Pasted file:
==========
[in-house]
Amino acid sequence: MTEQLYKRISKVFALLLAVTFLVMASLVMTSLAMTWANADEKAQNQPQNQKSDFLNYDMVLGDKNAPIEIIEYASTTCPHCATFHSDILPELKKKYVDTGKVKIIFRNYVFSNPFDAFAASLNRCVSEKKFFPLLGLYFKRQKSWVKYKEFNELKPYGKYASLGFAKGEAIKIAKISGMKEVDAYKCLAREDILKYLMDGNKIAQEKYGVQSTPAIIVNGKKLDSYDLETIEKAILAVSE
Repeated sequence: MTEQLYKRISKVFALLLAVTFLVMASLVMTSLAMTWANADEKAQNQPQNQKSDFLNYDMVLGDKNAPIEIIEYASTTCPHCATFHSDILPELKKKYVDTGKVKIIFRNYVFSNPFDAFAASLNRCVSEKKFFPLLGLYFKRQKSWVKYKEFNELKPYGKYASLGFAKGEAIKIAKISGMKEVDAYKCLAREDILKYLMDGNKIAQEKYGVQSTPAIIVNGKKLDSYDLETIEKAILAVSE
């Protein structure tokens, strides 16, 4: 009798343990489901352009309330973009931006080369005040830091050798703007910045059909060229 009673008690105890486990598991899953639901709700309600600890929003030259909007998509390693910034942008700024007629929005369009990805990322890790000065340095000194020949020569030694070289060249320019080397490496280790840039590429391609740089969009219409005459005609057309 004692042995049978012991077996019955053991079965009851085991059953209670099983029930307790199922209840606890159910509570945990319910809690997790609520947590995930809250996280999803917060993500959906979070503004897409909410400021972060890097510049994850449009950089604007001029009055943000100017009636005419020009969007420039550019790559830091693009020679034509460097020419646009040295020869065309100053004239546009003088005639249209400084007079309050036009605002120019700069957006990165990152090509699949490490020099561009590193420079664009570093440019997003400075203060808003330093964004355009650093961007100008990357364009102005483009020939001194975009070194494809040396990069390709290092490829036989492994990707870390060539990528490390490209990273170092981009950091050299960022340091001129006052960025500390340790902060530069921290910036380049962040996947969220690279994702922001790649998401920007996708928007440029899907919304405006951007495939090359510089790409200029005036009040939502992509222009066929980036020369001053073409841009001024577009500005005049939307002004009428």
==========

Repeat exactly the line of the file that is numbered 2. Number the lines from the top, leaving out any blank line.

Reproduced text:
Amino acid sequence: MTEQLYKRISKVFALLLAVTFLVMASLVMTSLAMTWANADEKAQNQPQNQKSDFLNYDMVLGDKNAPIEIIEYASTTCPHCATFHSDILPELKKKYVDTGKVKIIFRNYVFSNPFDAFAASLNRCVSEKKFFPLLGLYFKRQKSWVKYKEFNELKPYGKYASLGFAKGEAIKIAKISGMKEVDAYKCLAREDILKYLMDGNKIAQEKYGVQSTPAIIVNGKKLDSYDLETIEKAILAVSE